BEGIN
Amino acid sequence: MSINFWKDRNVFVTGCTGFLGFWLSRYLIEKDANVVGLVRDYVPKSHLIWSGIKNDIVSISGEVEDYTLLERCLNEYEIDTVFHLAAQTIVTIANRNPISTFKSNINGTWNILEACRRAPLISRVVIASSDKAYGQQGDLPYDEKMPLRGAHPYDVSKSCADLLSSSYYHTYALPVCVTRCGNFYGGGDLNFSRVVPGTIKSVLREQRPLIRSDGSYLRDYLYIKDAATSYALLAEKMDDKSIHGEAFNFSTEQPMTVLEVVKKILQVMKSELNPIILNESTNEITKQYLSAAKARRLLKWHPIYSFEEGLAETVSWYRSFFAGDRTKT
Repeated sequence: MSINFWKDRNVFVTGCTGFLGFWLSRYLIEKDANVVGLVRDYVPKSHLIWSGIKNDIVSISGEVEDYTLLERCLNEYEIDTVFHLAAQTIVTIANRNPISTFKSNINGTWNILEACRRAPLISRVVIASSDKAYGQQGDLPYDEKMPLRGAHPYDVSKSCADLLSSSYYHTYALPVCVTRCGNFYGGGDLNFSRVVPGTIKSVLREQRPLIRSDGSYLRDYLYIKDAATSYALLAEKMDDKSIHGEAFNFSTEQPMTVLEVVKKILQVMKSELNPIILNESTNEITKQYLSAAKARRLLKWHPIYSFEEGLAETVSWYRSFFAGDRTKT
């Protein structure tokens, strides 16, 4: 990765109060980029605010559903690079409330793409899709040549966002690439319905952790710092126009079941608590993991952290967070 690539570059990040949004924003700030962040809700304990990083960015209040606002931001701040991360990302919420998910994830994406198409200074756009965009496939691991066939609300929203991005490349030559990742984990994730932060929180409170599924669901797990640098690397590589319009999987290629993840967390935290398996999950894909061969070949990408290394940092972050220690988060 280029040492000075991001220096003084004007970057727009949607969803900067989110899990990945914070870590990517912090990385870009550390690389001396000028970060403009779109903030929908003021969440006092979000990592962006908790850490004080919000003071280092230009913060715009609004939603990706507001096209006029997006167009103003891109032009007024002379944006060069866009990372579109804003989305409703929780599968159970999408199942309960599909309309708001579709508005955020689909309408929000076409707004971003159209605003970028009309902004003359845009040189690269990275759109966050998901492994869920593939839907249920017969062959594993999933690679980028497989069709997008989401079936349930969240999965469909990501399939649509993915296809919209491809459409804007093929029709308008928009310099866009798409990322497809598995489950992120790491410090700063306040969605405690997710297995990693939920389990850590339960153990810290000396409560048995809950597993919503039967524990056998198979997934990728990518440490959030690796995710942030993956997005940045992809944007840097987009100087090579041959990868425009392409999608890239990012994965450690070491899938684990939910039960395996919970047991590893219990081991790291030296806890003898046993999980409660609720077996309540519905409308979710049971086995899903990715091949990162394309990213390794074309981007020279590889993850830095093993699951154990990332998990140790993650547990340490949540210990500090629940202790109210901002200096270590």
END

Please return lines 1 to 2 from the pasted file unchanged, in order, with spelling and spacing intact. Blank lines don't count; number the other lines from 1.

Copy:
Amino acid sequence: MSINFWKDRNVFVTGCTGFLGFWLSRYLIEKDANVVGLVRDYVPKSHLIWSGIKNDIVSISGEVEDYTLLERCLNEYEIDTVFHLAAQTIVTIANRNPISTFKSNINGTWNILEACRRAPLISRVVIASSDKAYGQQGDLPYDEKMPLRGAHPYDVSKSCADLLSSSYYHTYALPVCVTRCGNFYGGGDLNFSRVVPGTIKSVLREQRPLIRSDGSYLRDYLYIKDAATSYALLAEKMDDKSIHGEAFNFSTEQPMTVLEVVKKILQVMKSELNPIILNESTNEITKQYLSAAKARRLLKWHPIYSFEEGLAETVSWYRSFFAGDRTKT
Repeated sequence: MSINFWKDRNVFVTGCTGFLGFWLSRYLIEKDANVVGLVRDYVPKSHLIWSGIKNDIVSISGEVEDYTLLERCLNEYEIDTVFHLAAQTIVTIANRNPISTFKSNINGTWNILEACRRAPLISRVVIASSDKAYGQQGDLPYDEKMPLRGAHPYDVSKSCADLLSSSYYHTYALPVCVTRCGNFYGGGDLNFSRVVPGTIKSVLREQRPLIRSDGSYLRDYLYIKDAATSYALLAEKMDDKSIHGEAFNFSTEQPMTVLEVVKKILQVMKSELNPIILNESTNEITKQYLSAAKARRLLKWHPIYSFEEGLAETVSWYRSFFAGDRTKT